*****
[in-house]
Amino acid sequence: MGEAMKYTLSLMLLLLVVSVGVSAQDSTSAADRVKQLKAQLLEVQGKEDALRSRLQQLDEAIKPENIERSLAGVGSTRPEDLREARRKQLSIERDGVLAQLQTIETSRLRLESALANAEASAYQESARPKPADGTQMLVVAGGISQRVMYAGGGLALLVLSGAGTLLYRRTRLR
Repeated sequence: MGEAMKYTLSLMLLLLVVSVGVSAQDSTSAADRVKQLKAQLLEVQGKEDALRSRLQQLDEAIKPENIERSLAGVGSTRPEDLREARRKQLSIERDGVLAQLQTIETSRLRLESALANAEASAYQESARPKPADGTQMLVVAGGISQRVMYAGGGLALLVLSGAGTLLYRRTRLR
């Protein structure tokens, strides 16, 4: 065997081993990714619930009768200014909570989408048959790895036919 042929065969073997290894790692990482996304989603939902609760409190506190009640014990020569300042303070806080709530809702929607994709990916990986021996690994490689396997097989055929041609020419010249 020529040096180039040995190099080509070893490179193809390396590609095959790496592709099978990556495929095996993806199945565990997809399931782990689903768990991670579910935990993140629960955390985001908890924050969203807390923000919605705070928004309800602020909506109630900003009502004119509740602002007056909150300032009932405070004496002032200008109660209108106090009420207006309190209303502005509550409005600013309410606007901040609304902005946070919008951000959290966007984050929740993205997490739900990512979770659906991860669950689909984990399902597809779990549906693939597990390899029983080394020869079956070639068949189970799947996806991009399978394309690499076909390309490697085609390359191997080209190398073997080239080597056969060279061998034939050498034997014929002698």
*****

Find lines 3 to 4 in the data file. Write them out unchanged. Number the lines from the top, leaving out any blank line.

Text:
Repeated sequence: MGEAMKYTLSLMLLLLVVSVGVSAQDSTSAADRVKQLKAQLLEVQGKEDALRSRLQQLDEAIKPENIERSLAGVGSTRPEDLREARRKQLSIERDGVLAQLQTIETSRLRLESALANAEASAYQESARPKPADGTQMLVVAGGISQRVMYAGGGLALLVLSGAGTLLYRRTRLR
């Protein structure tokens, strides 16, 4: 065997081993990714619930009768200014909570989408048959790895036919 042929065969073997290894790692990482996304989603939902609760409190506190009640014990020569300042303070806080709530809702929607994709990916990986021996690994490689396997097989055929041609020419010249 020529040096180039040995190099080509070893490179193809390396590609095959790496592709099978990556495929095996993806199945565990997809399931782990689903768990991670579910935990993140629960955390985001908890924050969203807390923000919605705070928004309800602020909506109630900003009502004119509740602002007056909150300032009932405070004496002032200008109660209108106090009420207006309190209303502005509550409005600013309410606007901040609304902005946070919008951000959290966007984050929740993205997490739900990512979770659906991860669950689909984990399902597809779990549906693939597990390899029983080394020869079956070639068949189970799947996806991009399978394309690499076909390309490697085609390359191997080209190398073997080239080597056969060279061998034939050498034997014929002698």